My story….

Castles and Coastlines 2020 (beyond the limit)

by Meridian Chapter rider

Konrad Markwardt 

For most of us the outbreak of Covid 19 changed our lives and brought many challenges. All the Chapter ride outs have been cancelled including the highly anticipated trip to Portoroz, and my riding future did not look that good. As I have been working from home since early March, I decided to swap our cosy flat in Woolwich for my in laws house in Poland.

So, at the end of June I have jumped on my beloved Sportster and rode from SE London all the way to NE Poland… Then the management announced that the Castles and Coastlines are back, and I was really looking forward to taking part in this challenge for the third time. Unfortunately, the rules stated that the riding should only be in the UK, meaning that me riding in Poland would be against the rules.

Nevertheless, rules are to be broken from time to time and as the old Harley Davidson motto says “Screw it, let`s ride” I decided to make my own trip in Poland regardless of the rules. As usual, I have carefully planned my route and listed the castles I would like to visit, making sure that the route would be fun for riding and the castles would have a significant meaning historically. So, after registering my mileage with Shaun I was ready to take my freshly “Polished” Sportster for the third edition of Castles and Coastlines. 

Starting mileage 26th August 2020

“Polished” Sportster

I could not start my trip without visiting the Royal Castle in Warsaw which has a great meaning for most Poles as it was a residence of Polish kings since around 1596 and was completely destroyed by the Nazis in 1944. In 1980, rebuilding of the Royal Castle was completed and together with the Old Town registered as a protected UNESCO World Heritage Site.

Castle Nr 1 Warsaw

Royal Castle in Warsaw castle after WWII and below the current state

The second castle on my list was the Castle of the Masovian Dukes in Plock founded in 1194, this Gothic castle is located on the hillside and offers fantastic panoramic view of the river Vistula (the biggest river in Poland).

Castle Nr 2 Plock

The final castle of the day was the Royal Castle in Lublin (my parents’ hometown) one of the oldest preserved Royal residencies in Poland. The hill it is on was first fortified with a woodreinforced earthen wall in the 12th century.

Legend says that in 1637 corrupt judges gave unfair ruling against a poor widow in favour of a rich nobleman. The widow cursed the court and the retrial was made the same night by the court made of devils with Satan being the Chairman. The previous ruling was overturned and the Chairman of the devil court, in memory of his appearance, put his hand on the table and burned its imprint on the surface. This table can be seen in the castle museum and serves as reminder to all judges.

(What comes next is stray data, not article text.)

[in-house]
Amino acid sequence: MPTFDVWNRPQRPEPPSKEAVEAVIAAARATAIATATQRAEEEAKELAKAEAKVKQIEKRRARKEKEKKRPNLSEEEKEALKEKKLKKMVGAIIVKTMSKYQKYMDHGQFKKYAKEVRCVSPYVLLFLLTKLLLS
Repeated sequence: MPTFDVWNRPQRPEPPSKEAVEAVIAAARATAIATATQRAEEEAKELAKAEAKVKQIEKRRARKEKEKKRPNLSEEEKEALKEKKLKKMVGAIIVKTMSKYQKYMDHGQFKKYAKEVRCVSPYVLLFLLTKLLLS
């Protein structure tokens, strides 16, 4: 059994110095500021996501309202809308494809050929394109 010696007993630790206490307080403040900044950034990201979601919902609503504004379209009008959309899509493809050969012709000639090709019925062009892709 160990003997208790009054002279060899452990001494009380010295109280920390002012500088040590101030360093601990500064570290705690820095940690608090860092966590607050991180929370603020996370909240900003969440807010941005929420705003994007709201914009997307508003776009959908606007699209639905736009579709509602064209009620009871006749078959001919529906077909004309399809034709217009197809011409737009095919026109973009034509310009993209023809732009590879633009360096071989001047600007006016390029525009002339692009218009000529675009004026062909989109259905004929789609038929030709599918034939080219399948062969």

During the Second World War the castle served as a prison where between 40,000 and 80,000 inmates passed through and just before withdrawing in 1944, the Nazis massacred its remaining 300 prisoners. Until 1954 about 35,000 Poles opposing Soviet occupation of their country rule passed through it, of whom 333 lost their lives. During the WWII the city of Lublin was a home of a concentration camp called Majdanek, where estimated 78,000 people lost their lives. I have visited the museum twice when I was a kid…one of the most terrifying experiences in my life...

Castle Nr 3 Lublin 

Day one was coming to an end and I had about 35 miles to cover until I reached my mum`s place to stay overnight. Of course, it would not be a proper biking adventure without any rain…so the remaining 35 miles was in the rain which soaked me through… Oh, and I dropped my bike on my mum`s muddy driveway (luckily no damage).

So, day one I have finished by clocking 385 miles, on went my mum’s oven and some strange old school devices designed to dry clothes and boots, and I was able to start the next day of my trip in dry clothes (mums are great aren`t they).

Day two was planned to be long day and involved some lovely twisties, therefore I have left very early, looking forward to riding in the south of Poland. My dry clothes were only dry for about 10 minutes after my departure… The low and grey cloud had no mercy and soaked me from top to bottom (not sure what IP rating has my riding gear…very little I would say).

The first castle visited on day two was Łańcut Castle one of Poland's official national Historic Monuments. Erected in 1642, nowadays Łańcut Castle is one the most famous aristocratic residences in Poland. It continues to fascinate with its impressive architecture, magnificent interiors, and rich art collections. Surrounded with a spacious and enchanting park, it is a place transformed into a museum, which most fully shows the royal splendour of aristocratic households, the charm of the world which in Poland was ended by the Second World War and its political outcome.

Castle Nr 4 Łańcut